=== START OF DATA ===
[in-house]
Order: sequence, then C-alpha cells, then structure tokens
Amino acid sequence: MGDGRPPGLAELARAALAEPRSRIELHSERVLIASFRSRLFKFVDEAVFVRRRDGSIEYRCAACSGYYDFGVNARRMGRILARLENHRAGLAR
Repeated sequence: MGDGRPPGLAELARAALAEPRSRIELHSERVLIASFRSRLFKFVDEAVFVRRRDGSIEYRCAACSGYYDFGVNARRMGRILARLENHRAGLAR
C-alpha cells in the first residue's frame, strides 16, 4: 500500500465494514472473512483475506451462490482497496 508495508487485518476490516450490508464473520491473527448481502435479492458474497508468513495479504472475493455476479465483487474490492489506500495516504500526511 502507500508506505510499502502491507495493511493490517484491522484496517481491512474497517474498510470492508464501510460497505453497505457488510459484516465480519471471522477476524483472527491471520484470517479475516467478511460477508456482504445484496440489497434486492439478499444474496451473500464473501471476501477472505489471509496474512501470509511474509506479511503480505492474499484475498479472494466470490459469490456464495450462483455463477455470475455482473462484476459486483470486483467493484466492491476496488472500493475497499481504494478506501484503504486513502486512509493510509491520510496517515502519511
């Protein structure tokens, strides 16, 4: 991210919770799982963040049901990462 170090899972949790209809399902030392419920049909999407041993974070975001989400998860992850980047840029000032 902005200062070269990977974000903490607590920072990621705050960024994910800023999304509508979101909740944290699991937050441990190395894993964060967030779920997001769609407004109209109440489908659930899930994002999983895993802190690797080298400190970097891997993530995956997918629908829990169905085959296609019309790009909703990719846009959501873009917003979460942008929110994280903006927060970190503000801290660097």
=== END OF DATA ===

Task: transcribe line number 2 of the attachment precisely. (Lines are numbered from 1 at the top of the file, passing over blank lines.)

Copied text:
Order: sequence, then C-alpha cells, then structure tokens